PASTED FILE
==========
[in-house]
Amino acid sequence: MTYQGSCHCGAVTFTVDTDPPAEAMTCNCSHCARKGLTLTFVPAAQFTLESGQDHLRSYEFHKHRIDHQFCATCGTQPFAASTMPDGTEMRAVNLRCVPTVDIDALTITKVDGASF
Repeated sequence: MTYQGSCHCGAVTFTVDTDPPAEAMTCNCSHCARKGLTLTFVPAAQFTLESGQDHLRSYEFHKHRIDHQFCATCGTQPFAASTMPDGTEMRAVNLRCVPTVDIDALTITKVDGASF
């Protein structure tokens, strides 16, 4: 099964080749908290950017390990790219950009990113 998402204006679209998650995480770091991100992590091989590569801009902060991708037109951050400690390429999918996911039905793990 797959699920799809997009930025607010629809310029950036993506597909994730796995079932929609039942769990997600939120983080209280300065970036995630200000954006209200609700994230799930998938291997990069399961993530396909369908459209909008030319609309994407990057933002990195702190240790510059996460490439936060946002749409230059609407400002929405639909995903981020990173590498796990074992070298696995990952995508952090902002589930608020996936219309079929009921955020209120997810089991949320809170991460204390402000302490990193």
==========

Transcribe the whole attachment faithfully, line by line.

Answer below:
[in-house]
Amino acid sequence: MTYQGSCHCGAVTFTVDTDPPAEAMTCNCSHCARKGLTLTFVPAAQFTLESGQDHLRSYEFHKHRIDHQFCATCGTQPFAASTMPDGTEMRAVNLRCVPTVDIDALTITKVDGASF
Repeated sequence: MTYQGSCHCGAVTFTVDTDPPAEAMTCNCSHCARKGLTLTFVPAAQFTLESGQDHLRSYEFHKHRIDHQFCATCGTQPFAASTMPDGTEMRAVNLRCVPTVDIDALTITKVDGASF
């Protein structure tokens, strides 16, 4: 099964080749908290950017390990790219950009990113 998402204006679209998650995480770091991100992590091989590569801009902060991708037109951050400690390429999918996911039905793990 797959699920799809997009930025607010629809310029950036993506597909994730796995079932929609039942769990997600939120983080209280300065970036995630200000954006209200609700994230799930998938291997990069399961993530396909369908459209909008030319609309994407990057933002990195702190240790510059996460490439936060946002749409230059609407400002929405639909995903981020990173590498796990074992070298696995990952995508952090902002589930608020996936219309079929009921955020209120997810089991949320809170991460204390402000302490990193």